One way to get around this is to purchase a soft vest whose fabrics have been treated with a waterproof material. They’re out there, and they could save your bacon if for some reason you get in a firefight in the rain.
4) Soft body armor needs to be hung up
If you leave your sweaty jeans crumpled up on the floor they’re going to have wrinkles and folds you may never be able to completely remove. Same with fabric-based body armor. If it somehow gets wet and you leave it in a crumpled mess on the floor, it may wind up fatally compromised.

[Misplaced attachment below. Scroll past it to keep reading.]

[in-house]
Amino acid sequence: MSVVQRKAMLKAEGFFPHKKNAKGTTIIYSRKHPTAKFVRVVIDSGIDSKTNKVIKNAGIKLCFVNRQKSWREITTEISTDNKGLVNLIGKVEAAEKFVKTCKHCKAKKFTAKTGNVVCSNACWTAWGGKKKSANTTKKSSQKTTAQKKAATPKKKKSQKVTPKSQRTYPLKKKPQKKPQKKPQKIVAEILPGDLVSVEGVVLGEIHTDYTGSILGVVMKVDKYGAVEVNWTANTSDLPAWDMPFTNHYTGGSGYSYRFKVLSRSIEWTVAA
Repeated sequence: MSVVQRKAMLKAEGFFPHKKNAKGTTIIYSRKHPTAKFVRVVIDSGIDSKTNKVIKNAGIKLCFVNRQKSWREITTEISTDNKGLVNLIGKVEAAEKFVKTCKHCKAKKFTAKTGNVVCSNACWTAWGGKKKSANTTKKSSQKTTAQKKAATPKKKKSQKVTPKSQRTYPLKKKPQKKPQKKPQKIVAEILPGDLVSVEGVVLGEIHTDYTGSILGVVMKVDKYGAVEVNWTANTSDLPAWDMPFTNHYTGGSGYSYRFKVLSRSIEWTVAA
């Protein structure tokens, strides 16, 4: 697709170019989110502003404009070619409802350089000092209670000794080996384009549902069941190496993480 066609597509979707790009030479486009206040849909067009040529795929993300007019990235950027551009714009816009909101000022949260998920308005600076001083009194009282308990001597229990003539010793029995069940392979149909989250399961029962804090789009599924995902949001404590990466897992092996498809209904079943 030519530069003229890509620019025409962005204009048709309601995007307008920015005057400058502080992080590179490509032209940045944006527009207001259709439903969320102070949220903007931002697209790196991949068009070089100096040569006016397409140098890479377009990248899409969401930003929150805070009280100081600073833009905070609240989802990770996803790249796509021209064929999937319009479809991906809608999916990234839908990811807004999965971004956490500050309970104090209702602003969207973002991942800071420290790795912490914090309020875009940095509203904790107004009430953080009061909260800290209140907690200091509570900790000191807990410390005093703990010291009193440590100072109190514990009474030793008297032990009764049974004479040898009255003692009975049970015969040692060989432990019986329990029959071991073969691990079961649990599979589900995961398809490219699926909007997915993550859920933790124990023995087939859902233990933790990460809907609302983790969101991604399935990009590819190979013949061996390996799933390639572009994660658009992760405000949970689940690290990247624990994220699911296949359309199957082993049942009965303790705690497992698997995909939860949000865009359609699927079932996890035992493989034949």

Remember, while soft armor is made of fabric, it cannot be ironed like your jeans can. If your soft body armor dries with folds in it, that’s it. It’s now compromised and you should start shopping for a replacement. The bottom line: always hang your body armor when you’re not wearing it. You can do that either by hanging it in your closet, or buying a mannequin or making your own makeshift mannequin like you see in the image below.
5) Bulletproof vests are not one-size-fits-all
You can’t just pick up any piece of soft or hard plate body armor and assume it’s going to provide effective protection. It has to be properly fitted (3). If it’s too loose it will flop around when you’re in motion leaving large areas exposed. And if it does take a round it will not dissipate the energy as effectively. There is also female body armor, designed for the female body.